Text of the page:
As you can see, not an extensive list and there is definitely scope to add more features in! The dataset was also further prepared, by providing information on the result of each fixture across each individual line item.


Tools Used: Formulas, Multi-Row Formula, Select



Output from Feature Engineering and further Cleansing.


Data Blending & Creating Samples – Barnsley (5th)


I now wanted to supplement my original dataset with some additional data which I would be able to add in as features into the model. In recent years, Expected Goals (xG) has become an increasingly popular metric with which to analyse football games, so I have sourced this information from a dedicated website to append on.


The next step was to join the dataset to itself, so that for each fixture you could compare the main team’s performance, with that of the opposition. So that for instance, we could model how much a factor your own Form was vs the Opposition Form for each game.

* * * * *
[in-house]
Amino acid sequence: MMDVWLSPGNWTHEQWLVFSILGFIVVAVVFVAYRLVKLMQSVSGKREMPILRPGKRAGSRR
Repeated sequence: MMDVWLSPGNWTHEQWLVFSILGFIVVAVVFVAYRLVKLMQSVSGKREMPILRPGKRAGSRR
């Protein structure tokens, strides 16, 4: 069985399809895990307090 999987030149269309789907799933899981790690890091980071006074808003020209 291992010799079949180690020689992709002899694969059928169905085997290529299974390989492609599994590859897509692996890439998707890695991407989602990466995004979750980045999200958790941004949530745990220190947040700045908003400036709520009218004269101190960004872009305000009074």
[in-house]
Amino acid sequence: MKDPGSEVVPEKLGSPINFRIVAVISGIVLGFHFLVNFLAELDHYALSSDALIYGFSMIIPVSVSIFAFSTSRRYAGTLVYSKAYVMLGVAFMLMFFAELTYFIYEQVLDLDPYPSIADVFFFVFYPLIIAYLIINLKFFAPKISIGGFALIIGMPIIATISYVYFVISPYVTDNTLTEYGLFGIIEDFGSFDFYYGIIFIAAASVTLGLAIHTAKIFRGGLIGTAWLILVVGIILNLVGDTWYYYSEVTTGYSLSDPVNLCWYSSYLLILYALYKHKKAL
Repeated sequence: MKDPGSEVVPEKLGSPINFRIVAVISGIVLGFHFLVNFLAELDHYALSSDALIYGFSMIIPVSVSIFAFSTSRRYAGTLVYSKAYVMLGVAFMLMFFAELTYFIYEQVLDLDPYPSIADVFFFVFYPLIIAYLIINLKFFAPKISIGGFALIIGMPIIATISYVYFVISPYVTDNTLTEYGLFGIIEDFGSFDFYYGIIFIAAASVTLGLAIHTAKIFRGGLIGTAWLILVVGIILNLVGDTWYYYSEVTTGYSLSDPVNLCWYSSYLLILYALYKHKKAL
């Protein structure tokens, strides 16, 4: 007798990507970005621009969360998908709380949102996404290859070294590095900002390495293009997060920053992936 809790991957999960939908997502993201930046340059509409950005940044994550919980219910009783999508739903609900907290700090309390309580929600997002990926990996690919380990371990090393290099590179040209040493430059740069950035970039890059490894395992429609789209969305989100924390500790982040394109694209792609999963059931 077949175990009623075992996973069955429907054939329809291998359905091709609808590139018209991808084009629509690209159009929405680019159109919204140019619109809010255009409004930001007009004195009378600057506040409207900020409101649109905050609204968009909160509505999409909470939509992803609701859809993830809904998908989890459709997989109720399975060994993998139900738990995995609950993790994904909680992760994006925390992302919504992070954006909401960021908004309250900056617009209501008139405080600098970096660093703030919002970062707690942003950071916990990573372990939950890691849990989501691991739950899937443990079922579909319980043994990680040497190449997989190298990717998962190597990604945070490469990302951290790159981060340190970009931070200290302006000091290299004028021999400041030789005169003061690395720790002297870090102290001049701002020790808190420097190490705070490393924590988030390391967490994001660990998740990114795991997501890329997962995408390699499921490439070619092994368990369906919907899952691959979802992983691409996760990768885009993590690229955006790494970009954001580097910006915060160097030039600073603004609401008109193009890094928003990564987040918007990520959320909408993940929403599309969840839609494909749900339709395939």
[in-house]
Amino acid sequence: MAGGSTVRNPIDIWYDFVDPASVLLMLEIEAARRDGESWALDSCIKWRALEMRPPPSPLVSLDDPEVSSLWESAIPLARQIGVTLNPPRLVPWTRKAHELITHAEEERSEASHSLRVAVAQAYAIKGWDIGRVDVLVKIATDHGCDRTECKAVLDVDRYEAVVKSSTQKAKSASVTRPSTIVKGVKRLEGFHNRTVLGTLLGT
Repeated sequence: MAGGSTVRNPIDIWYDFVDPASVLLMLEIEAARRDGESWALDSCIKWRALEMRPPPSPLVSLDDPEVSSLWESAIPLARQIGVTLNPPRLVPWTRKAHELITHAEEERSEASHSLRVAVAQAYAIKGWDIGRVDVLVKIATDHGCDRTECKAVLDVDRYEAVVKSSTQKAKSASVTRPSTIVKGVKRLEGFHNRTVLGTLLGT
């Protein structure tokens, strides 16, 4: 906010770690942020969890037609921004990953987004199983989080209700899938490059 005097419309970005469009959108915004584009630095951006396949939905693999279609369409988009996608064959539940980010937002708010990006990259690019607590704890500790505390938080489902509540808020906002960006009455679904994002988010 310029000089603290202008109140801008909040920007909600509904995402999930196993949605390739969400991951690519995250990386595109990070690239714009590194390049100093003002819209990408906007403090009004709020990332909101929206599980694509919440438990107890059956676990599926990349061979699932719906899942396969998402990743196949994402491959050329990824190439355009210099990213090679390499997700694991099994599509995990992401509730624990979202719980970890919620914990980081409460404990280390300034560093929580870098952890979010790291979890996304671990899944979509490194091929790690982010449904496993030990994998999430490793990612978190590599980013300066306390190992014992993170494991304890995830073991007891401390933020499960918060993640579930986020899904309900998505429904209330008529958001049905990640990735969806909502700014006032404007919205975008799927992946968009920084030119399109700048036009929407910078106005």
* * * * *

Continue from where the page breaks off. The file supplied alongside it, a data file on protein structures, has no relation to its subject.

I then also split the data into Results (the games that had already been played) and Fixtures (those which I wanted to predict), so that I had my sampled datasets ready to feed into the model and those which to feed into the prediction.


Tools Used: Input Data, Select, Find Replace, Join, Filter



Output from Data Blending and Sample Creation


Model Building with Assisted Modeling – Swansea (4th)


The next part was to feed this into the Assisted Modeling tool and let the Machine Learning perform its magic. For clarification here, I have no Data Scientist background and have learnt everything I know since being at Alteryx and using the software in the last 2 years. So, for me, the Assisted Modeling comes in very handy!